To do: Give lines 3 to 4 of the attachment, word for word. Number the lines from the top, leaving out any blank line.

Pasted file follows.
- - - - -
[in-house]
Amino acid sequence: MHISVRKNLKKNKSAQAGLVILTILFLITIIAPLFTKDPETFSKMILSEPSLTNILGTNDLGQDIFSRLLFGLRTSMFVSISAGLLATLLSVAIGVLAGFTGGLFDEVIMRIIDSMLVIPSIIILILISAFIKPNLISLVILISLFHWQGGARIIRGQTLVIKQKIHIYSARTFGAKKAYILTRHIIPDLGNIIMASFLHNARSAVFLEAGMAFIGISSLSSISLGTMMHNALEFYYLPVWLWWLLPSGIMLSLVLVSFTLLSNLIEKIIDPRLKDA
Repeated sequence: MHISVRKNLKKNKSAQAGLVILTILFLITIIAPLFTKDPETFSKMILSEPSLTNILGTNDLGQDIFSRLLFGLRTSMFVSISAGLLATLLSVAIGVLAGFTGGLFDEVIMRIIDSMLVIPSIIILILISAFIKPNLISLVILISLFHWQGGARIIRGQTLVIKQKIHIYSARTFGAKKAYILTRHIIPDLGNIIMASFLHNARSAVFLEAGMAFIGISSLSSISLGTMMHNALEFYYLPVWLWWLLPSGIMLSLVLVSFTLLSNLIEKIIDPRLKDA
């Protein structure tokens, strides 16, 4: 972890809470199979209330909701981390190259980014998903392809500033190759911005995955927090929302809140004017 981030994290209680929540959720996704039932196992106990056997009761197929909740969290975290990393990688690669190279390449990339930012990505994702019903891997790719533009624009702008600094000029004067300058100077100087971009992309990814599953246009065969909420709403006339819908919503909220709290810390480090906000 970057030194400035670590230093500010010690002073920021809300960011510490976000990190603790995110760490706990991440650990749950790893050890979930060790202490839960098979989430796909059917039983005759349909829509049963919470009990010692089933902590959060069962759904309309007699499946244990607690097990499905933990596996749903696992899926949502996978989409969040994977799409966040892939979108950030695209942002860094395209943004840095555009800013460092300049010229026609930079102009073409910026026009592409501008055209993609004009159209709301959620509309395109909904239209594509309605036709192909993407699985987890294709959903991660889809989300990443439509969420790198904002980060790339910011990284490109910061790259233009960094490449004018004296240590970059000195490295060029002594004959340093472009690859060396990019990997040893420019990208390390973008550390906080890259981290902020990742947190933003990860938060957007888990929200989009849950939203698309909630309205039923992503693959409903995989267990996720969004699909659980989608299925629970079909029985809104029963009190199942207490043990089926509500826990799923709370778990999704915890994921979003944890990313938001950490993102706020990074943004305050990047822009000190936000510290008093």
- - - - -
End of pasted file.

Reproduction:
Repeated sequence: MHISVRKNLKKNKSAQAGLVILTILFLITIIAPLFTKDPETFSKMILSEPSLTNILGTNDLGQDIFSRLLFGLRTSMFVSISAGLLATLLSVAIGVLAGFTGGLFDEVIMRIIDSMLVIPSIIILILISAFIKPNLISLVILISLFHWQGGARIIRGQTLVIKQKIHIYSARTFGAKKAYILTRHIIPDLGNIIMASFLHNARSAVFLEAGMAFIGISSLSSISLGTMMHNALEFYYLPVWLWWLLPSGIMLSLVLVSFTLLSNLIEKIIDPRLKDA
């Protein structure tokens, strides 16, 4: 972890809470199979209330909701981390190259980014998903392809500033190759911005995955927090929302809140004017 981030994290209680929540959720996704039932196992106990056997009761197929909740969290975290990393990688690669190279390449990339930012990505994702019903891997790719533009624009702008600094000029004067300058100077100087971009992309990814599953246009065969909420709403006339819908919503909220709290810390480090906000 970057030194400035670590230093500010010690002073920021809300960011510490976000990190603790995110760490706990991440650990749950790893050890979930060790202490839960098979989430796909059917039983005759349909829509049963919470009990010692089933902590959060069962759904309309007699499946244990607690097990499905933990596996749903696992899926949502996978989409969040994977799409966040892939979108950030695209942002860094395209943004840095555009800013460092300049010229026609930079102009073409910026026009592409501008055209993609004009159209709301959620509309395109909904239209594509309605036709192909993407699985987890294709959903991660889809989300990443439509969420790198904002980060790339910011990284490109910061790259233009960094490449004018004296240590970059000195490295060029002594004959340093472009690859060396990019990997040893420019990208390390973008550390906080890259981290902020990742947190933003990860938060957007888990929200989009849950939203698309909630309205039923992503693959409903995989267990996720969004699909659980989608299925629970079909029985809104029963009190199942207490043990089926509500826990799923709370778990999704915890994921979003944890990313938001950490993102706020990074943004305050990047822009000190936000510290008093």